CONNECTED HISTORIES OF THE BBC
PROMOTING EQUALITY, DIVERSITY AND INCLUSION
The Connected Histories of the BBC project has as its core the study of the BBC’s Oral History Collection.
This is an extraordinary national resource containing hundreds of recorded interviews conducted by the BBC with staff and others associated with British broadcasting – from Directors-General through to programme makers and well-known TV and radio personalities.
One of our key aims is to enable greater access to this rich and valuable ‘legacy’ archive, helping to transform our understanding of the BBC itself and its place in the cultural history of the last century.
But in doing so we must acknowledge that the voices contained in the archive do not fully represent the BBC since its creation in 1922, nor the country as a whole. Furthermore, they can express attitudes or use language that are now regarded as inappropriate, even offensive.
Our approach to the archive, then, must challenge and seek to balance these voices in ways that foreground today’s commitments to equality, diversity and inclusion. In this our work will be guided by:
- Our conviction that oral history can diversify the historical record by widening the range of voices and perspectives that are heard.
- The values and policies that underpin the BBC (the focus of the study), the University of Sussex (which hosts the project) and UK Research and Innovation (which funds our project).
Regarding these values and policies, we draw particular attention to the following:
- The BBC Charter defines five public purposes, the fourth of which commits the BBC: ‘to reflect, represent and serve the diverse communities of all of the United Kingdom’s nations and regions’. It goes on to say: ‘the BBC should accurately and authentically represent and portray the lives of the people of the United Kingdom today, and raise awareness of the different cultures and alternative viewpoints that make up its society.’
- The University of Sussex’s equality and diversity policy and its equality, diversity and inclusion strategy (2018-2025). The latter states: ‘we aspire not just to reduce inequalities in outcomes for individuals, but to use our expertise, commitment and courage to challenge the status quo.’ It goes on to say: ‘this includes understanding and addressing power relations and the intersecting inequalities that many members of our community experience’.
- UK Research and Innovation equality, diversity and inclusion policy states: ‘promoting equality, diversity and inclusion is an integral part of our vision to deliver new knowledge and an enriched, healthier, more sustainable and resilient society and culture, and to contribute to a prosperous economy.’
What this means for our work
As we work to widen access to the archive, we will highlight the archive’s absences and anachronisms: they are an indelible part of the collection’s historical character and help reveal the attitudes and failures of previous eras.
Wherever possible and appropriate, we will challenge and compensate for these absences and anachronisms. In this way, we hope that while reflecting the reality of the BBC’s past, we simultaneously contribute to a new, more diverse history of the Corporation in the present.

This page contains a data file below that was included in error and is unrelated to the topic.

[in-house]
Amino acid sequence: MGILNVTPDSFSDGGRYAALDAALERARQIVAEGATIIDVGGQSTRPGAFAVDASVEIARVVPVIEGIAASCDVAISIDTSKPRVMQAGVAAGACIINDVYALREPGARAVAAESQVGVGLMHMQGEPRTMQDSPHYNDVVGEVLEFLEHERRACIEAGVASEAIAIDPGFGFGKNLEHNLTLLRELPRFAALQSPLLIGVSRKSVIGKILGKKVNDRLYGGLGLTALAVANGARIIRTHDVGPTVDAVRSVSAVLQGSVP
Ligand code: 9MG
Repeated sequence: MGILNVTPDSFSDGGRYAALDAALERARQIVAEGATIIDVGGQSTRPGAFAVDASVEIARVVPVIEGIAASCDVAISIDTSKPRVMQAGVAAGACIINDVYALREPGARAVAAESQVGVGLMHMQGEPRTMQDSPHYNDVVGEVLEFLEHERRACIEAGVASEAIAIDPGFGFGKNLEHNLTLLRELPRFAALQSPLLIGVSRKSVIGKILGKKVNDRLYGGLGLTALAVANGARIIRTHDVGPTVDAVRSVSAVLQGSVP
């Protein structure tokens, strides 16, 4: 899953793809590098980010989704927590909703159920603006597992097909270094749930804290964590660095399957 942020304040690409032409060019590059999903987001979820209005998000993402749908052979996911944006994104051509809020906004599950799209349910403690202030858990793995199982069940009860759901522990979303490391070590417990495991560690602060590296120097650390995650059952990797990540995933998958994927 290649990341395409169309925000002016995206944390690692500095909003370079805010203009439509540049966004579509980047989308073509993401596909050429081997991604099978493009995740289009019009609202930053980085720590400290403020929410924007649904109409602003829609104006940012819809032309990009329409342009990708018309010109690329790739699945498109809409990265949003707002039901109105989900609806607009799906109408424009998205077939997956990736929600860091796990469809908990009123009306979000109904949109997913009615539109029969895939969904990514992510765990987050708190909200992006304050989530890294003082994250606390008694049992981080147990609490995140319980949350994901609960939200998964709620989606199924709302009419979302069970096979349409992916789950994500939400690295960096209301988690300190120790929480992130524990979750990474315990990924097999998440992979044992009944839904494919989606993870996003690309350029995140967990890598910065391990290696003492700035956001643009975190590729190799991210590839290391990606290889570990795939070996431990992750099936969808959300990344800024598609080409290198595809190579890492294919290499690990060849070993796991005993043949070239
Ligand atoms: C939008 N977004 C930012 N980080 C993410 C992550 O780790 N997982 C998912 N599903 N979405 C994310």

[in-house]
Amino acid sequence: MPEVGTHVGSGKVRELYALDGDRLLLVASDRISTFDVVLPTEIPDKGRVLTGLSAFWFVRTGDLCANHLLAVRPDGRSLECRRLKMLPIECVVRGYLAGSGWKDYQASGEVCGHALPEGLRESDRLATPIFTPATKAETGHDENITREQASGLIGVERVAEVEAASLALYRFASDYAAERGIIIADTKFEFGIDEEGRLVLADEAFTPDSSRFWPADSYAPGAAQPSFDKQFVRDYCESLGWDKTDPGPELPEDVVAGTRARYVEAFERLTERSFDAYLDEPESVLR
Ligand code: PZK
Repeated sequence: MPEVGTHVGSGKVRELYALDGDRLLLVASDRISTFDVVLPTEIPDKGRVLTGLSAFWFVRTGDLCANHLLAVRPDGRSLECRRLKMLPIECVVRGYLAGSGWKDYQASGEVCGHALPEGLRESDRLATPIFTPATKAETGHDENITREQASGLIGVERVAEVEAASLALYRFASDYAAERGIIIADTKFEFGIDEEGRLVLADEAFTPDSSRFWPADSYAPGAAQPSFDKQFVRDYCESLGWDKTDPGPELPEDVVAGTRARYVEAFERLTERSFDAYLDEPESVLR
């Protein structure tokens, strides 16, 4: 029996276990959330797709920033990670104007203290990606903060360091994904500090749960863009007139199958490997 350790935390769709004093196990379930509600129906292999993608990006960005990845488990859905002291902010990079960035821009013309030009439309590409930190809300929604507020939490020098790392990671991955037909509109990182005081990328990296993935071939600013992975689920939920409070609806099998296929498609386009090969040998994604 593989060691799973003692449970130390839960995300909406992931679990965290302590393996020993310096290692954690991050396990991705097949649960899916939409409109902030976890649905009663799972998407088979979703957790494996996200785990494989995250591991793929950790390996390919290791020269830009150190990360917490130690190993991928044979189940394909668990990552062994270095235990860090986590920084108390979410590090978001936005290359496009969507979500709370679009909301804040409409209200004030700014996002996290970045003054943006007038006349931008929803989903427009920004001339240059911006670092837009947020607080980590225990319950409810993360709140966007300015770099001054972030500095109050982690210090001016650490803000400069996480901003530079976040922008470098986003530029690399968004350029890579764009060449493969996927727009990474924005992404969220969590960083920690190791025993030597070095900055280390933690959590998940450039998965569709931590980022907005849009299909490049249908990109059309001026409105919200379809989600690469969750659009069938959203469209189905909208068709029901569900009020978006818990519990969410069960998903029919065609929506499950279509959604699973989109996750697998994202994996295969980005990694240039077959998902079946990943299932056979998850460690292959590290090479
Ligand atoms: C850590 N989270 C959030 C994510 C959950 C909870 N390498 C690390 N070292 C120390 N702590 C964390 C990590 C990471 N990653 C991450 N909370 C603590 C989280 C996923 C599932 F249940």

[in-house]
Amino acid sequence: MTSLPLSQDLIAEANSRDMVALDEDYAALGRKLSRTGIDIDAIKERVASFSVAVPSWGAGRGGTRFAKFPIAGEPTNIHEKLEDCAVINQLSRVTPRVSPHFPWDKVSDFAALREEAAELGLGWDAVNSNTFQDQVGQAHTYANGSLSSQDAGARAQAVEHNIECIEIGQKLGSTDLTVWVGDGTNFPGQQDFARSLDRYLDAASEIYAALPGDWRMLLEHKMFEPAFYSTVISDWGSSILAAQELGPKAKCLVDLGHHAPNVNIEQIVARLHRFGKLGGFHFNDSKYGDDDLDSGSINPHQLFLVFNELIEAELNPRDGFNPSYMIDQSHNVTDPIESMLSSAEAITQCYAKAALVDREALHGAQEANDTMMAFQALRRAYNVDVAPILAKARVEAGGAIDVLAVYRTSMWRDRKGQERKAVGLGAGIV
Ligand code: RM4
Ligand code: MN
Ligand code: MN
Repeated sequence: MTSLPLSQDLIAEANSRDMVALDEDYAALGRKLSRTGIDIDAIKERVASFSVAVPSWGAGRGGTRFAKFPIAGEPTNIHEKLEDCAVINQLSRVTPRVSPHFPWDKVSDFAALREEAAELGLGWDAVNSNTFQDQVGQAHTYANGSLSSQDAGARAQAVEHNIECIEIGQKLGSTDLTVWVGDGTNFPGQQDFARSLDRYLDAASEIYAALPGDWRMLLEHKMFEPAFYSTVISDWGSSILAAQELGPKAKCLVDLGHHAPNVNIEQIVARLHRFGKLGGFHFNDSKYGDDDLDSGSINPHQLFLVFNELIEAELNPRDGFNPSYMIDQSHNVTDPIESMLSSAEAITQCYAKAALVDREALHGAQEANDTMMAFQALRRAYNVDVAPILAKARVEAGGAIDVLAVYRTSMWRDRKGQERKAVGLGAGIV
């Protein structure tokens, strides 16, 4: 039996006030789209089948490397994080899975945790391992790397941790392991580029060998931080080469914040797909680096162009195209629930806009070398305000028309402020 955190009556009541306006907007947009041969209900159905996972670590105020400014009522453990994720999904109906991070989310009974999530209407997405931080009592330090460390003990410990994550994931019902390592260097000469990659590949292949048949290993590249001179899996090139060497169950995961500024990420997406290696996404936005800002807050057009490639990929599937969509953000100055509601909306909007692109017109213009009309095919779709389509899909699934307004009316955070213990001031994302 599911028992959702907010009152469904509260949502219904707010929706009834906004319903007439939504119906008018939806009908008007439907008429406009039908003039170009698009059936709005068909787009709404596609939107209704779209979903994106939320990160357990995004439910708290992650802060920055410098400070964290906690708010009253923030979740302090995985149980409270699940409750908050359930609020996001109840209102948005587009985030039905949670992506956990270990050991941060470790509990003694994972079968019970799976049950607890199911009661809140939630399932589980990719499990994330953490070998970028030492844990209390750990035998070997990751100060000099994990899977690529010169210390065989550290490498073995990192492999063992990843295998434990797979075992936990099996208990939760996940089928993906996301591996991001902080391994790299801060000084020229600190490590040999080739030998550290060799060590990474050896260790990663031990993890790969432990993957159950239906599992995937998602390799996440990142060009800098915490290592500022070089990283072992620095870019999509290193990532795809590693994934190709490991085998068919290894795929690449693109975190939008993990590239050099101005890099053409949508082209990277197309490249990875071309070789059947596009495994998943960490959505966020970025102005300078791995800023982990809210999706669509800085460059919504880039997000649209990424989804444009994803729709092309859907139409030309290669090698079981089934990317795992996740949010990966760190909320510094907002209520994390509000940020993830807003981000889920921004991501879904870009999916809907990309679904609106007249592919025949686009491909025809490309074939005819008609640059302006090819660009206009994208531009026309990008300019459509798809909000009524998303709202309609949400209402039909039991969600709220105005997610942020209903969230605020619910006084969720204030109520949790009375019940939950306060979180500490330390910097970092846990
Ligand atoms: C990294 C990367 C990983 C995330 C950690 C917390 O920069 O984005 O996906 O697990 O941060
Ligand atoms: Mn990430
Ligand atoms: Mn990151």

Our understanding of equality, diversity and inclusion will be informed by the priorities and requirements of the public sector Equality Duty introduced by the Equality Act 2010.
We will also be guided by the BBC’s own definition of diversity, which states:
For us, diversity means all the ways we differ and it includes everyone. It includes our visible differences such as gender, race and ethnicity and visible disabilities. But it also includes our non-visible differences such as sexual orientation, social class, heritage, religion, unseen disabilities, different perspectives and thought processes, education, family status and age. At the BBC it also includes the nations and regions and where our audiences and employees live and work. (BBC Diversity and Inclusion Strategy 2016-2020 p.5).
How we will do this
The following commitments will underpin our approach to the archive and our work:
- We will address the absences and silences in the archival collections in all the resources we create and highlight under-representation in line with accepted definitions of diversity and inclusion.
- We will seek to include other material that helps compensate for these absences and brings otherwise absent voices and perspectives into the historic record.
- We will select programme archives, oral history recordings, written records, and contemporary accounts, which collectively ensure a wider range of testimony.
- We will draw greater attention to the role of those who have been socially marginalised, stereotyped or otherwise problematically represented in the history of the BBC.
- We will avoid where possible reproducing the imbalances or stereotypes that might previously have existed in the archival resources we handle.
- We will go beyond ‘representation’ by ensuring that any new testimony curated by the project is brought into dialogue with and is able to challenge established accounts: for example, by highlighting examples of discrimination or exclusion which might not feature in institutional records and/or histories.
- We will continue to foreground diverse social backgrounds, identities and perspectives in our criteria for interview selection and prioritise voices that are currently under-represented.
- We will continue to support the BBC’s own commitments to diversifying its Oral History Collection.
- We will ensure that hitherto under-represented voices are not confined to addressing only ‘marginal’ or ‘minority’ themes.
- We will report to the Project Advisory Board on our progress to address the commitments outlined here.
The Connected Historiesof the BBC team, July 2020.